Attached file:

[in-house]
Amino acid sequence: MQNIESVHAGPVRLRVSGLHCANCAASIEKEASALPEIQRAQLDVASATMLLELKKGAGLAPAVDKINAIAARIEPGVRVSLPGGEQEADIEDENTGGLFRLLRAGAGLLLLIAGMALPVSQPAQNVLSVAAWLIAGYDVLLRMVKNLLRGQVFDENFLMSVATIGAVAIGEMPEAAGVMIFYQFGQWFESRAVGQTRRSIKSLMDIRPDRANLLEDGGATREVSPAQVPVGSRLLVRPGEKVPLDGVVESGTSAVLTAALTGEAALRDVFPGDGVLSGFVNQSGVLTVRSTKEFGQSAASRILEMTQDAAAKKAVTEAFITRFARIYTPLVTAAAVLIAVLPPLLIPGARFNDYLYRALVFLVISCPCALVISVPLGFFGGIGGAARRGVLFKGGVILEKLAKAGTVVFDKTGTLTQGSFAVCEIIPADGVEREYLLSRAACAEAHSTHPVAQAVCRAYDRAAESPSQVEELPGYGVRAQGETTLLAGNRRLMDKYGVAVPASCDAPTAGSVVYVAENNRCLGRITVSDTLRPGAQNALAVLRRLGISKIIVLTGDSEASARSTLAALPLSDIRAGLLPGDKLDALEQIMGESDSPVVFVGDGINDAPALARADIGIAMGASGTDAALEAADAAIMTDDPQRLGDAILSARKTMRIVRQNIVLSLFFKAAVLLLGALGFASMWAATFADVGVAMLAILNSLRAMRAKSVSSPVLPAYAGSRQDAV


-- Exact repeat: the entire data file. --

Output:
[in-house]
Amino acid sequence: MQNIESVHAGPVRLRVSGLHCANCAASIEKEASALPEIQRAQLDVASATMLLELKKGAGLAPAVDKINAIAARIEPGVRVSLPGGEQEADIEDENTGGLFRLLRAGAGLLLLIAGMALPVSQPAQNVLSVAAWLIAGYDVLLRMVKNLLRGQVFDENFLMSVATIGAVAIGEMPEAAGVMIFYQFGQWFESRAVGQTRRSIKSLMDIRPDRANLLEDGGATREVSPAQVPVGSRLLVRPGEKVPLDGVVESGTSAVLTAALTGEAALRDVFPGDGVLSGFVNQSGVLTVRSTKEFGQSAASRILEMTQDAAAKKAVTEAFITRFARIYTPLVTAAAVLIAVLPPLLIPGARFNDYLYRALVFLVISCPCALVISVPLGFFGGIGGAARRGVLFKGGVILEKLAKAGTVVFDKTGTLTQGSFAVCEIIPADGVEREYLLSRAACAEAHSTHPVAQAVCRAYDRAAESPSQVEELPGYGVRAQGETTLLAGNRRLMDKYGVAVPASCDAPTAGSVVYVAENNRCLGRITVSDTLRPGAQNALAVLRRLGISKIIVLTGDSEASARSTLAALPLSDIRAGLLPGDKLDALEQIMGESDSPVVFVGDGINDAPALARADIGIAMGASGTDAALEAADAAIMTDDPQRLGDAILSARKTMRIVRQNIVLSLFFKAAVLLLGALGFASMWAATFADVGVAMLAILNSLRAMRAKSVSSPVLPAYAGSRQDAV